Brightsurf Science News & Current Events

August 12, 2011
Program helps high school students overcome depression and thoughts of suicide
A suicide prevention program developed at Cincinnati Children's Hospital Medical Center has significantly helped teens overcome depression and thoughts of suicide, according to a new study.

Positive impact of growing public awareness of obesity epidemic
Increasing public awareness of the childhood obesity epidemic may be contributing to evidence of overall reductions in body mass index, a measure of obesity in children, according to the results of a nationwide study presented in Childhood Obesity, a peer-reviewed journal published by Mary Ann Liebert Inc.

OU-led research team receives $1.28 million grant from DOE
Improving energy output from switchgrass plants during conversion to biofuels is the focus of a study being conducted by a University of Oklahoma researcher and funded by a $1.28 million grant from the US Department of Energy.

Scientists explore the intersection of health, society and microbial ecology
Public awareness about the role and interaction of microbes is essential for promoting human and environmental health, say scientists presenting research at the Ecological Society of America's 96th Annual Meeting from August 7-12, 2011.

Higher estrogen production in the breast could confer greater cancer risk than thought
Could some women who naturally produce excess aromatase in their breasts have an increased risk of developing breast cancer?

Poor growth, delayed puberty and heart problems plague kids with mild kidney disease
Heart disease causes 35 percent of deaths in young adults with chronic kidney disease.

WTC attacks increase subsequent firefighter retirements
A new study published in the American Journal of Industrial Medicine reveals that the WTC attacks affected the health of the New York City Fire Department resulting in more post-9/11 retirements than expected.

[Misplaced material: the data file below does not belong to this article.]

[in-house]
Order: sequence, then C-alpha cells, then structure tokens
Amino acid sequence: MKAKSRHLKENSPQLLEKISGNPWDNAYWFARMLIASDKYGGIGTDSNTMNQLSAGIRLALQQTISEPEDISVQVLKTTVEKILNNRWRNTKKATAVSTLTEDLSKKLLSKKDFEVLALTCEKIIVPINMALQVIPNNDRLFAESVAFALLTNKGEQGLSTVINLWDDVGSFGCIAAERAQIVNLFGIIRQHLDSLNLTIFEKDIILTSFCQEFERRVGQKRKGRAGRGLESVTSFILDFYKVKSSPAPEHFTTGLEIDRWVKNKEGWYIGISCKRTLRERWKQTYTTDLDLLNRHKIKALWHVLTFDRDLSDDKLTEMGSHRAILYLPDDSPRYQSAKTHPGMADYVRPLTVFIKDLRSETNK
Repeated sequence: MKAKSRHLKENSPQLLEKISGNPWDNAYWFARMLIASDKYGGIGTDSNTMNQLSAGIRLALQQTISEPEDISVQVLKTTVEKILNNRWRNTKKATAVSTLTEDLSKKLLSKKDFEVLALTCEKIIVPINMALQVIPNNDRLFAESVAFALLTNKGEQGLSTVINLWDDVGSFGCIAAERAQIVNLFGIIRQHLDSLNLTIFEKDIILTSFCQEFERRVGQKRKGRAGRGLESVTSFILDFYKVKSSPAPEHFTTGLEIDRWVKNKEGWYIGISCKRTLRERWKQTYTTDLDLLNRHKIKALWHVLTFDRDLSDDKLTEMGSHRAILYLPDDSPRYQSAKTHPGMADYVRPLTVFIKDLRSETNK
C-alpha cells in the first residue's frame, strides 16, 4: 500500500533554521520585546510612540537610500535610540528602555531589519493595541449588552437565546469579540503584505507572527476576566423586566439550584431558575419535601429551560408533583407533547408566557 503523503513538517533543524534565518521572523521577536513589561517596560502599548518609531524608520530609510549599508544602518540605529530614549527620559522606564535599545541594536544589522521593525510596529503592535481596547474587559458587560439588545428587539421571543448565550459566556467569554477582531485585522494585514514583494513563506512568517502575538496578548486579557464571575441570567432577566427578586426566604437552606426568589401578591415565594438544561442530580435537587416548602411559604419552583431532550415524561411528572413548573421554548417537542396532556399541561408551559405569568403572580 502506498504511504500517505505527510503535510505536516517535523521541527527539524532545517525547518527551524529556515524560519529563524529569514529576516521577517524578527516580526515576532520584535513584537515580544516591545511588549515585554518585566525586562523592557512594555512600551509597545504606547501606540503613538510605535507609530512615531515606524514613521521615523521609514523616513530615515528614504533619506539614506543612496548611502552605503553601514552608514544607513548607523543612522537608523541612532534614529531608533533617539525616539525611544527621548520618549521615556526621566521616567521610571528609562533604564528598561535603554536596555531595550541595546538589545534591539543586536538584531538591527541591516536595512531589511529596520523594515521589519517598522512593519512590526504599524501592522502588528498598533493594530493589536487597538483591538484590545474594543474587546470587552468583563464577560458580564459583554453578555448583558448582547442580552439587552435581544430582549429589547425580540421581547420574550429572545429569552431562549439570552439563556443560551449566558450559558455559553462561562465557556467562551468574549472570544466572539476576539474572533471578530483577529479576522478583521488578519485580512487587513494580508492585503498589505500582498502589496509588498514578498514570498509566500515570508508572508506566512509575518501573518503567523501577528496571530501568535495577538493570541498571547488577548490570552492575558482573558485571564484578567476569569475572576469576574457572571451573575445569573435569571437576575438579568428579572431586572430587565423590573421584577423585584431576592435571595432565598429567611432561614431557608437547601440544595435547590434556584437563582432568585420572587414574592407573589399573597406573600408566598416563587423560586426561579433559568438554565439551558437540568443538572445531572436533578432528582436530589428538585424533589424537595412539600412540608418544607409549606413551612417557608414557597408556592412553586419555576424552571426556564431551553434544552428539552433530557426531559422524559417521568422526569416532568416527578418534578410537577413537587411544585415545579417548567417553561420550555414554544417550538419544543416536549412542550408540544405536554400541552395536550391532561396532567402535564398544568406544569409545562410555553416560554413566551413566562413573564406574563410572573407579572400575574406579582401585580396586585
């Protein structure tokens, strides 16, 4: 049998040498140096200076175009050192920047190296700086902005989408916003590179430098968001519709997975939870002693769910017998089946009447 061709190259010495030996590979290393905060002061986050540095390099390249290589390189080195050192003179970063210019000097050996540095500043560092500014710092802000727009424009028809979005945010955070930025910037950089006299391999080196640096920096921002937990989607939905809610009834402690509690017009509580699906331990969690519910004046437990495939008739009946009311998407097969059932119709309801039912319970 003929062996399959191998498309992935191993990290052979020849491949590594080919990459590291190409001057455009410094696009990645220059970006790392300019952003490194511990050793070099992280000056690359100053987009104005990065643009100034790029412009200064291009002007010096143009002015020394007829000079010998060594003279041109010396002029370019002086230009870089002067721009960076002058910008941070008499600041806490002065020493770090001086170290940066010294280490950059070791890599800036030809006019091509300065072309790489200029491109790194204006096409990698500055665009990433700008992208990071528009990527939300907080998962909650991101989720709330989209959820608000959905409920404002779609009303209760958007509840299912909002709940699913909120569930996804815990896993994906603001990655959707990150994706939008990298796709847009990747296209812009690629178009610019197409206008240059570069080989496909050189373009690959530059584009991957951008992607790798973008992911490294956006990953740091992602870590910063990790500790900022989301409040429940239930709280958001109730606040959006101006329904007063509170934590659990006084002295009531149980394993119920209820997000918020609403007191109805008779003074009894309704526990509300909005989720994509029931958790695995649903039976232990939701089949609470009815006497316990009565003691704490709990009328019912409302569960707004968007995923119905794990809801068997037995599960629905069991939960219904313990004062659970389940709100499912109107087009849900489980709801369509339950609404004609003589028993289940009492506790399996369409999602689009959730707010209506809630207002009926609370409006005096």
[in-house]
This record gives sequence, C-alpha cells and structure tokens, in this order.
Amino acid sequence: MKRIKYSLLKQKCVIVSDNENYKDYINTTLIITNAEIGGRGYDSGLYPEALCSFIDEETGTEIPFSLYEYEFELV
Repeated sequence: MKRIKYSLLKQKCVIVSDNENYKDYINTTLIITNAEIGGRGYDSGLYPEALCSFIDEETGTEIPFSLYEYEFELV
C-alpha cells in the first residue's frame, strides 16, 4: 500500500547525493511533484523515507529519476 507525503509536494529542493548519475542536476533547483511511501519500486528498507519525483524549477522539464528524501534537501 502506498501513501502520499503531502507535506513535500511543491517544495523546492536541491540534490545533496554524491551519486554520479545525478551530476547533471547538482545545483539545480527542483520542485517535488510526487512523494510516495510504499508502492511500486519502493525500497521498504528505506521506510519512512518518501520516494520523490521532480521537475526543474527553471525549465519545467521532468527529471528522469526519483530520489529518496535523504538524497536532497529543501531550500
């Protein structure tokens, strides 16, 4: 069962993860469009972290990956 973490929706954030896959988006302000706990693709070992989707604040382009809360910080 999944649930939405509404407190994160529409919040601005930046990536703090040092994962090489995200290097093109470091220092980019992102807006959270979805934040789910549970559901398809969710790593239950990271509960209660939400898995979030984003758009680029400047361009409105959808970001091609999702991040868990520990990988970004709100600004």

Subsistence Economies of Indigenous North American Societies: A Handbook
This book provides a comprehensive and in-depth documentation of how Native American societies met the challenges of adapting to the varied ecosystems of North America during the past 10,000 years.

Researchers create new experimental vaccine against chikungunya virus
Researchers have developed a new candidate vaccine to protect against chikungunya virus, a mosquito-borne pathogen that produces an intensely painful and often chronic arthritic disease that has stricken millions of people in India, Southeast Asia and Africa.

Warning signs predict kidney injury after surgery
Kidney injury is a frequent and serious complication of heart surgery.

Study sheds light on late phase of asthma attacks
New research led by scientists from Imperial College London explains why around half of people with asthma experience a

Withdrawal of CPAP therapy results in rapid recurrence of OSA
The benefits of continuous positive airway pressure machines for patients with obstructive sleep apnea are quickly reversed when the therapy is withdrawn, according to Swiss research.

BUSM professor awarded $13.3 million to study potential treatments to prevent STDs
Deborah Anderson, Ph.D., professor of obstetrics and gynecology and microbiology at Boston University School of Medicine is co-leading a new study funded by a five-year $13.3 million grant from the National Institute of Allergy and Infectious Diseases.

Social acceptance and rejection: The sweet and the bitter